8. Geology and hydrogeology of the Edwards Aquifer Transition Zone, Bexar County, Texas

    E-Print Network [OSTI]

    Neathery, Jeffrey Stephen

    1989-01-01T23:59:59.000Z

    into the Edwards Aquifer (Figure 5). Rainfall and stream flow on the Balcones Fault Zone/Transition Zone also contributes to the water migrating to and recharging the Edwards Aquifer. Water 14 OKLAHOMA ARKANSAS TEXAS l a g/ CENTRAL I I(l TEXAS I I PLA M I... WATER LINE Glen Roee Llmeetone aneltlon Z one F Oem ~ lion FLOWING ARTESIAN WELL nanna fa an r aaneltlon Z one DWA AQUIFER EDWARDS PLATEAU BALCONES ESCARPMENT Glen Roe e Lime alone ALCONE FAULT ZONE Generalized cross section...

  9. (12) INTERNATIONAL APPLICATION PUBLISHED UNDER THE PATENT COOPERATION TREATY (PCT) (19) W(4orld Intellectual Property Organization III IIIIIIInIIIIIIII p aIIIIII IIIIIIIIIIIIIII III IIIII

    E-Print Network [OSTI]

    Robins, Gabriel

    /US]; 260 Wahoo Way, Apt # 1024, Charlottesville, Virginia 22903 (US). ROBINS, Gabriel [US/US]; 986 Laurel Glen, Char- lottesville, Virginia 22903 (US). (74) Agents: MADDEN, Robert B et al.; Schwegman, Lund, LT, LU, LY, MA, MD, ME, MG, MK, MN, MW, MX, MY, MZ, NA, NG, NI, NO, NZ, OM, PE, PG, PH, PL, PT, QA

  10. EMERGENCE IN CHEMICAL SYSTEMS 2.0 CONFERENCE ANCHORAGE, ALASKA

    E-Print Network [OSTI]

    Mock, Kenrick

    Reaction: The Iodate-Iodide- Sulfuric Acid System Glen.Frerichs@ westminster- mo.edu Westminster College of California, Santa Barbara Jolley Craig Protein-templated iron sulfide nanoparticles: A model system Function Emergence in RNA smecozzi@wisc. edu University of Wisconsin- Madison Mercado Agustin The emergence

  11. Spatial analysis of ectomycorrhizal fungi reveals that root tip communities are structured by competitive

    E-Print Network [OSTI]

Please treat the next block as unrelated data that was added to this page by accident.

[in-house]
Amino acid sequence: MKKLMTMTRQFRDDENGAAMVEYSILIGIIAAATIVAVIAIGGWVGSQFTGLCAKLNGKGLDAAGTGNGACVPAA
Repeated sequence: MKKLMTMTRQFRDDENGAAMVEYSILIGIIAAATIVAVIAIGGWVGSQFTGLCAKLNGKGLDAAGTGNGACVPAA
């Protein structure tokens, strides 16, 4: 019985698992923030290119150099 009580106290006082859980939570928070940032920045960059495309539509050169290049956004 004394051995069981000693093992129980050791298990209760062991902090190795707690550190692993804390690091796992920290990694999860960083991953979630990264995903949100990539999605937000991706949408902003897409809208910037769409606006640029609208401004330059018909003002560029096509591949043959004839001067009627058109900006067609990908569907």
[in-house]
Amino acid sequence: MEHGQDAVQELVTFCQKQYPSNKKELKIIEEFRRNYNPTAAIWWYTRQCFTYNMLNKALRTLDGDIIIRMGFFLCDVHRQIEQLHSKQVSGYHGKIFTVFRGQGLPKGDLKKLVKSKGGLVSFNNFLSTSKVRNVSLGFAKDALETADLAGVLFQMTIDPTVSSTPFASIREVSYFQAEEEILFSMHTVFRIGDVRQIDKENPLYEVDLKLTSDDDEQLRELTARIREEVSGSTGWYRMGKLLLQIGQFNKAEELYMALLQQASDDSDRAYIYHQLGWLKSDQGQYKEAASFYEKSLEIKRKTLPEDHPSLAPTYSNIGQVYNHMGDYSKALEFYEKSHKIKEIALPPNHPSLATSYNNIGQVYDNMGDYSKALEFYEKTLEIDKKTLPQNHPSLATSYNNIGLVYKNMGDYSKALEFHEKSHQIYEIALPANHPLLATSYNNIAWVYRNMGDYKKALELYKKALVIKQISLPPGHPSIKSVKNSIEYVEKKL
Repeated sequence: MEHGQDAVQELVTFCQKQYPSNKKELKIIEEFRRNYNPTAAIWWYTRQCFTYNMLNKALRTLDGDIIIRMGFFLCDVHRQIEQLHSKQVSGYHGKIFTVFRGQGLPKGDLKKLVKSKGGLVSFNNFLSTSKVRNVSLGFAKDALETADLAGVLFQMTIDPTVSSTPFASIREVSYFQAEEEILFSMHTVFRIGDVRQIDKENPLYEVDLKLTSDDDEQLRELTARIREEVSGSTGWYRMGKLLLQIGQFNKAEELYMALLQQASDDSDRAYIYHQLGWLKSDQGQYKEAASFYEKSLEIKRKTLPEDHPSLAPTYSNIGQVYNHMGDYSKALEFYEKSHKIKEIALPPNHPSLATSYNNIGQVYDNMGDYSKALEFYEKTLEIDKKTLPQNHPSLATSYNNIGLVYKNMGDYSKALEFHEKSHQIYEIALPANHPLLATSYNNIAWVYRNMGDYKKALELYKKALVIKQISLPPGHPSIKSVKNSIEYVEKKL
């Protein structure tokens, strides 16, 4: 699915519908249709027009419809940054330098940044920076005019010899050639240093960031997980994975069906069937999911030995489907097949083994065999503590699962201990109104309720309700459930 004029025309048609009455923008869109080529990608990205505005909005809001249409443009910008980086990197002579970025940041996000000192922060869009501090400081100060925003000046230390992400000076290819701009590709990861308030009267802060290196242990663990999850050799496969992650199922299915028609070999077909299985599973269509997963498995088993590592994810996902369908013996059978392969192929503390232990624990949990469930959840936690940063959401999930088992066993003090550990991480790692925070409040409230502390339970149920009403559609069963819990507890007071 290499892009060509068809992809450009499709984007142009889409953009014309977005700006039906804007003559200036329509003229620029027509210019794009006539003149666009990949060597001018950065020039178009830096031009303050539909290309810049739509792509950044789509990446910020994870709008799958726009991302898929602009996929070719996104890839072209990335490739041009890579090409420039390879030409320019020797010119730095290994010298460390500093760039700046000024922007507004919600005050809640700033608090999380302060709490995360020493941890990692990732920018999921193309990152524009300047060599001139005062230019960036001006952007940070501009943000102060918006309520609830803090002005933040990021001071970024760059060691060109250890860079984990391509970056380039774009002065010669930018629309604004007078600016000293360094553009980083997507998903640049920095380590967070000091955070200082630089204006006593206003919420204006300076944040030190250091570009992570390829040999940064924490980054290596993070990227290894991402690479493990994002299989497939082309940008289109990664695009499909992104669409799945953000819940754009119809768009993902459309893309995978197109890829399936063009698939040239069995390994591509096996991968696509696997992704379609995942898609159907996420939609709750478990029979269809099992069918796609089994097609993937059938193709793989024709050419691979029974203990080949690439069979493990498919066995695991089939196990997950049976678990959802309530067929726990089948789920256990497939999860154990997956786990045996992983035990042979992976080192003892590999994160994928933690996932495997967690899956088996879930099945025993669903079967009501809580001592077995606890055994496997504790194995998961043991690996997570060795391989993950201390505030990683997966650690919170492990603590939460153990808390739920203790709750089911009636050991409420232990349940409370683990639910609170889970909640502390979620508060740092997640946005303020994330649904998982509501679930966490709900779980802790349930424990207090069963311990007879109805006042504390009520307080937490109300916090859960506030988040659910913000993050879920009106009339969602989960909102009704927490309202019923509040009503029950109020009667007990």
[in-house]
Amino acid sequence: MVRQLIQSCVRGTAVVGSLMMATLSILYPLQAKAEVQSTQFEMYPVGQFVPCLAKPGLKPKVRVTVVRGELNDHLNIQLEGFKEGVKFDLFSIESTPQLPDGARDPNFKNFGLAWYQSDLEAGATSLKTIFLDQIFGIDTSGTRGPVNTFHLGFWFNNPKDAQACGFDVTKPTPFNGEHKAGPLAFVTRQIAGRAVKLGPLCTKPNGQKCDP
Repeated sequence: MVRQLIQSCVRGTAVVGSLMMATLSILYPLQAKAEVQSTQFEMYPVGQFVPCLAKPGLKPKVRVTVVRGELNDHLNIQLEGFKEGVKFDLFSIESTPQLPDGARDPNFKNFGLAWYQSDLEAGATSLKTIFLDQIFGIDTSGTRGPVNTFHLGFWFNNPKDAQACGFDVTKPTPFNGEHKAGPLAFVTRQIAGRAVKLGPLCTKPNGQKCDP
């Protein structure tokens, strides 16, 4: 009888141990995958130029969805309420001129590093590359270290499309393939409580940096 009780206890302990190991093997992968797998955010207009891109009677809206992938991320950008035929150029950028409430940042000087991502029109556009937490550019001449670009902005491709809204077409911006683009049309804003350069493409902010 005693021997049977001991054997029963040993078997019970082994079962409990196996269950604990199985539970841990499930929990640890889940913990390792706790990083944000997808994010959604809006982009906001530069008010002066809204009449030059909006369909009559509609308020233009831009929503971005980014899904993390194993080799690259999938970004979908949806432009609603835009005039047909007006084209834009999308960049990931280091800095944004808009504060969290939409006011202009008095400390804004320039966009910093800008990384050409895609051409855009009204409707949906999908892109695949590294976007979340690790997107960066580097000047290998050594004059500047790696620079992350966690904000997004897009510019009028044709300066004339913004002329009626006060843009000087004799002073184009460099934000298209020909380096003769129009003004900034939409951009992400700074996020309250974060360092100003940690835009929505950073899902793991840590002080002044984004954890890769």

Bruns, Tom

    Glen House, Leachkin Road, Inverness, IV4 8NW, UK Abstract Microbial ecology has made large advances the ecological patterns and processes taking place in communities of microbes remains a significant challenge approach to examine species diversity and ecological interactions within a community of ectomycorrhizal

  12. ENDANGERED SPECIES RESEARCH Endang Species Res

    E-Print Network [OSTI]

    Hays, Graeme

    -Treviño & Dizon 2000, Duncan et al. 2006), the © Inter-Research 2007 · www.int-res.com*Email: aformia for sampling and diversity Angela Formia1, 4,*, Annette C. Broderick2 , Fiona Glen2, 3 , Brendan J. Godley2

  13. The CENTRE for EDUCATION in MATHEMATICS and COMPUTING

    E-Print Network [OSTI]

    Le Roy, Robert J.

    , AB Geoffrey Fung Dr. Norman Bethune C.I. Scarborough, ON Glen Martin North Park C.I. Brantford Sinclair S.S. Whitby, ON Pawel Kosicki Vincent Massey S.S. Windsor, ON Andrew Lysyk O'Neill C.V.I. Oshawa Niu Western Canada H.S. Calgary, AB Andrew Rosselet Woburn Collegiate Institute Toronto, ON Aaron

  14. ANL/DIS-11-1 Revised Financial Analysis of Experimental

    E-Print Network [OSTI]

    Kemner, Ken

    by United States Department of Energy Western Area Power Administration #12;ii FOREWORD This report releases from the Glen Canyon Dam (GCD) conducted for the U.S. Department of Energy's Western Area Power of Reclamation. The facilities known collectively as the Salt Lake City Area Integrated Projects include dams

  15. STOCHASTIC COOLING OF 200 MeV PROTONS

    E-Print Network [OSTI]

    Lambertson, G.

    2010-01-01T23:59:59.000Z

    7 - 1 1 , 1980 STOCHASTIC COOLING OF 200 MeV PROTONS Glen LT t l L8L 10757 STOCHASTIC COOLING OF ZOO HeV PROTONS* Glent i c a l and longitudinal cooling has been achieved a t the